The nonnative invasive insect had been threatening ground-nesting seabirds on the atoll since at least 2010, nearly wiping out the island’s red-tailed tropicbird colony in just a few years and wreaking havoc on other seabirds. But the U.S. Fish and Wildlife Service announced Wednesday that its campaign to eradicate the insects has been a success. Continue reading

Heat & Humanity

Last week, researchers at nasa and noaa found that “the earth is warming faster than expected.” Photograph by Kyle Grillot / Bloomberg / Getty

This week’s newsletter ponders how adaptable we are and serves as a reminder that we cannot take for granted that we are sufficiently so for the changes upon us:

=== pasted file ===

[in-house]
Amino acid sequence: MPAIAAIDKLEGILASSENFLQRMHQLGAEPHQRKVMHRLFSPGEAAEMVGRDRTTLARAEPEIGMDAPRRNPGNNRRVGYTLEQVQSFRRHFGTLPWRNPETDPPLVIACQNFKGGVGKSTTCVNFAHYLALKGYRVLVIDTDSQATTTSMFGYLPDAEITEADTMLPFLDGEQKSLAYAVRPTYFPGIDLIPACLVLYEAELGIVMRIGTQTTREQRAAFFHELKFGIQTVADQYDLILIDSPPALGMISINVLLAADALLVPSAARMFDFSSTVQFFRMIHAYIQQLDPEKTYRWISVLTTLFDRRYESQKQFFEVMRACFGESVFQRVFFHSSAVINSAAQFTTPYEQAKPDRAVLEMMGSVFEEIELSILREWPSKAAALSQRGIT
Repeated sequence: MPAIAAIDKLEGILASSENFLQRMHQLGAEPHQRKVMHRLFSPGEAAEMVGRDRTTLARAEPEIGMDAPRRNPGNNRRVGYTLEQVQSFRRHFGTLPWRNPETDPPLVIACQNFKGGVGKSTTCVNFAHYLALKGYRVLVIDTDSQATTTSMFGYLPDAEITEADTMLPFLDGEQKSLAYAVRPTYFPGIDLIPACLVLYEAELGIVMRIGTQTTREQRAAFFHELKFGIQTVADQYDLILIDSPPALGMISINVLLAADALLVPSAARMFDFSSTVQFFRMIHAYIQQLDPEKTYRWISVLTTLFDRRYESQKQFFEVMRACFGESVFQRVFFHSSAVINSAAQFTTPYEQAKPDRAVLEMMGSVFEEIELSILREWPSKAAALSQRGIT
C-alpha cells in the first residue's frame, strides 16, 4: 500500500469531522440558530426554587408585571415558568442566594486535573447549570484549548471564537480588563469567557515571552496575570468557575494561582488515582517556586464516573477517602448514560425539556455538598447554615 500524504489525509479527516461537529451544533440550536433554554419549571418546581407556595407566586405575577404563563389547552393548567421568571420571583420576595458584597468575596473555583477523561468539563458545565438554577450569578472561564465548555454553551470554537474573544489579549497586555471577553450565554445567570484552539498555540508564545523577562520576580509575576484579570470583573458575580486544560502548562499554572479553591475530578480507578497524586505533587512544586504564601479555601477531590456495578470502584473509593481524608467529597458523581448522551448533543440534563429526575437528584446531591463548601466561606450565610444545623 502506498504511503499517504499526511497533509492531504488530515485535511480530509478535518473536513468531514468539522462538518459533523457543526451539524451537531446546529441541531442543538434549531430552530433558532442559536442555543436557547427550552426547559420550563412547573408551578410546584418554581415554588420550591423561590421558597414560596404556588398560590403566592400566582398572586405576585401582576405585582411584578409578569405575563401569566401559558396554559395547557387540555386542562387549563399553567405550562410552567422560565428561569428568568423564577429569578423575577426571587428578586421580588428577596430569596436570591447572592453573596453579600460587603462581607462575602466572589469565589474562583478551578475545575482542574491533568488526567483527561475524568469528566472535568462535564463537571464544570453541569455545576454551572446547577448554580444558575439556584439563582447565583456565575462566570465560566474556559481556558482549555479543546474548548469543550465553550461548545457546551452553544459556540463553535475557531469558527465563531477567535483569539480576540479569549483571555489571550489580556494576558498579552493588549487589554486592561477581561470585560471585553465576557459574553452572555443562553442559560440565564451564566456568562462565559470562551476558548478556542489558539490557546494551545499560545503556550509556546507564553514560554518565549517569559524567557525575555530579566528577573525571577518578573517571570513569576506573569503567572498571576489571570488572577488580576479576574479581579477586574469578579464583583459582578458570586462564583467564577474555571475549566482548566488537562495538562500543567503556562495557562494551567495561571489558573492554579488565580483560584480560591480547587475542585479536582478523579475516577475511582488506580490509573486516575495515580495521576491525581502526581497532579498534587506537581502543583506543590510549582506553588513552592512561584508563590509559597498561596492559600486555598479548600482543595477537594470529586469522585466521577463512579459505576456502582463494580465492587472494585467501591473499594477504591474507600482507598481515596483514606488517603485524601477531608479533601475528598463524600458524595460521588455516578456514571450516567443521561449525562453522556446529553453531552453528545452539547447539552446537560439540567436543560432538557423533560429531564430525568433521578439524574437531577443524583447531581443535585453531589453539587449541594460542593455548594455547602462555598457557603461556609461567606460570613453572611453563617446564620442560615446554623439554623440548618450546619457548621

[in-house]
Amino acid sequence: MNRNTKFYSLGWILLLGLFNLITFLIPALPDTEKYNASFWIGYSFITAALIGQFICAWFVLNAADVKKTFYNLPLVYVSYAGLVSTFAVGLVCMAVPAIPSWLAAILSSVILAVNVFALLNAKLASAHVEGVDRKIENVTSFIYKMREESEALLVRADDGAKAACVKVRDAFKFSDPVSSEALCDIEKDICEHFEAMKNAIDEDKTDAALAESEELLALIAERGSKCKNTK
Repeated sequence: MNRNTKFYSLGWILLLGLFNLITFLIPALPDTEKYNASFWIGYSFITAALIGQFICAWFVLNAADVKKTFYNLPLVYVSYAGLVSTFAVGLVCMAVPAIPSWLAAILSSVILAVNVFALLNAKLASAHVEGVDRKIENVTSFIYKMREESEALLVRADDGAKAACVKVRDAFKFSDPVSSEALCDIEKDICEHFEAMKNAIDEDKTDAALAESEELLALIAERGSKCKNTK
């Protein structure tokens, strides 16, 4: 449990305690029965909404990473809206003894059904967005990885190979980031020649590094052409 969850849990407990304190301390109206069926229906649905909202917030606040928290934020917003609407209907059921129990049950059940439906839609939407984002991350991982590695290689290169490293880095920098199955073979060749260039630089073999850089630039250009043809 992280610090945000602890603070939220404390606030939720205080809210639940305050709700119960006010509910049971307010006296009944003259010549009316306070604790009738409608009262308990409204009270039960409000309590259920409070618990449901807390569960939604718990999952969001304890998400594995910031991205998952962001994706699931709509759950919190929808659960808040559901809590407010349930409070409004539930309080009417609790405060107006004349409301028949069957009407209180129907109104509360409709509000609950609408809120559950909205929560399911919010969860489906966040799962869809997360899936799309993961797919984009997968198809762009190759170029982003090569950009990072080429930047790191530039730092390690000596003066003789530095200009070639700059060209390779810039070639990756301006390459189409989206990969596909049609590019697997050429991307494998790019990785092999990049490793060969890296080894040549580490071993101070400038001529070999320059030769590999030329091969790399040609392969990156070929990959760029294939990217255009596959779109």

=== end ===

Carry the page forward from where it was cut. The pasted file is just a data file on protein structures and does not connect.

It’s Not the Heat—It’s the Humanity

Rising air temperatures remind us that our bodies have real limits.

By Bill McKibben

It’s hard to change the outcome of the climate crisis by individual action: we’re past the point where we can alter the carbon math one electric vehicle at a time, and so activists rightly concentrate on building movements large enough to alter our politics and our economics. But ultimately the climate crisis still affects people as individuals—it comes down, eventually, to bodies. Which is worth remembering. In the end, we’re not collections of constructs or ideas or images or demographics but collections of arteries and organs and muscles, and those are designed to operate within a finite range of temperatures. Continue reading

When Renewables Are Less Expensive Than Coal…

A solar power plant in Gujarat, India. Renewable energy in the country would be cheaper than between 87% and 91% of new coal plants, the report says. Photograph: Amit Dave/Reuters